Owen Smith, the Labour leadership challenger, recently revealed something extraordinary to ITV News. Apparently, the leadership hopeful is eager to attend “those Momentum rallies with Jeremy” and has asked the current leader if he can join him at these pro-Corbyn events and speak to the “great masses he’s [Corbyn] drawing” to them.
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Smith was responding to a question about a recent high court ruling over whether new Labour Party members should be allowed to vote in the leadership election. The court ruled in the members’ favour, although Labour’s National Executive Committee (NEC) is appealing against the decision.
You don’t know and I don’t know exactly what the makeup of the new group of people joining the Labour Party is.
Well, I don’t mind who’s voting in this contest, I just want to make sure I’m getting my views across. I’m looking forward to talking to all those new members.
I’d really like to go to some of those Momentum rallies with Jeremy. I’ve asked him to let me attend and speak to the great masses he’s drawing from the Momentum movement. I think that would be really good.
Seemingly, Smith wants to make a personal plea to Corbyn supporters, who have been slanderously branded as menacing Trotskyists, bigots, thugs, bullies, and jihadists by the very factions backing him as a leadership challenger. Most of these allegations have been proven to be false, so perhaps Smith now recognises that these individuals are not so bad after all.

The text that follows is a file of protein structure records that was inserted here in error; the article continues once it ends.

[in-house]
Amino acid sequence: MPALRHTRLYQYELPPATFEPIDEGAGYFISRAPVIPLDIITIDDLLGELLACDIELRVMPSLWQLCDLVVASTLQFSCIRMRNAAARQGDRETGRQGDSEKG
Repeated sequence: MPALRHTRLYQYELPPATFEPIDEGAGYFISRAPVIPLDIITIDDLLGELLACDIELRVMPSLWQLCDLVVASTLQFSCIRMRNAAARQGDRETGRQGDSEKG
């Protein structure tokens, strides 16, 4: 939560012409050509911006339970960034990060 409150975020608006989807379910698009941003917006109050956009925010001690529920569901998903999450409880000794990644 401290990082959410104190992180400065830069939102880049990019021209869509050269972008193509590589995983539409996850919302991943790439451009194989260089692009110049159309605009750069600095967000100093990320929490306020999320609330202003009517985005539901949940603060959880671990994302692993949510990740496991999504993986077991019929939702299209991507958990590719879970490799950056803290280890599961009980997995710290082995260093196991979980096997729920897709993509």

That he is attempting to ‘reach out’ to Corbyn supporters via the current leader’s platform should come as no surprise. Since the leadership race began, Smith has laid out proposals that largely just echo Corbyn’s, and he has adopted language and slogans that appear to originate directly from Corbyn’s front bench.
But it absolutely takes the political p*ss to expect Corbyn to use his own campaigning platform to air the views of his challenger. That’s akin to an endorsement before the race is even run.
No, if Smith wants to engage with Corbyn supporters, he’s going to have to do that from his own pedestal, and allow voters to gravitate to whichever position they choose.
Surely, that’s the point of the contest?
Read more Canary articles on the Labour leadership contest here.
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